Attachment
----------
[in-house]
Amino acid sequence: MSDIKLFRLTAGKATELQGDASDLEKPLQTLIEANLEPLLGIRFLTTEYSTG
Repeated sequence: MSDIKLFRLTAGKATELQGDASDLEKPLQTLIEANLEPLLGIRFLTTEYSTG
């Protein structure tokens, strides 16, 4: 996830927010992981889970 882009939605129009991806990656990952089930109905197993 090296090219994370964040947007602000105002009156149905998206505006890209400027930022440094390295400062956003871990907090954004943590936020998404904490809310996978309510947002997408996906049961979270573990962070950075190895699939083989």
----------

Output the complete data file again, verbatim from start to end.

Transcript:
[in-house]
Amino acid sequence: MSDIKLFRLTAGKATELQGDASDLEKPLQTLIEANLEPLLGIRFLTTEYSTG
Repeated sequence: MSDIKLFRLTAGKATELQGDASDLEKPLQTLIEANLEPLLGIRFLTTEYSTG
């Protein structure tokens, strides 16, 4: 996830927010992981889970 882009939605129009991806990656990952089930109905197993 090296090219994370964040947007602000105002009156149905998206505006890209400027930022440094390295400062956003871990907090954004943590936020998404904490809310996978309510947002997408996906049961979270573990962070950075190895699939083989």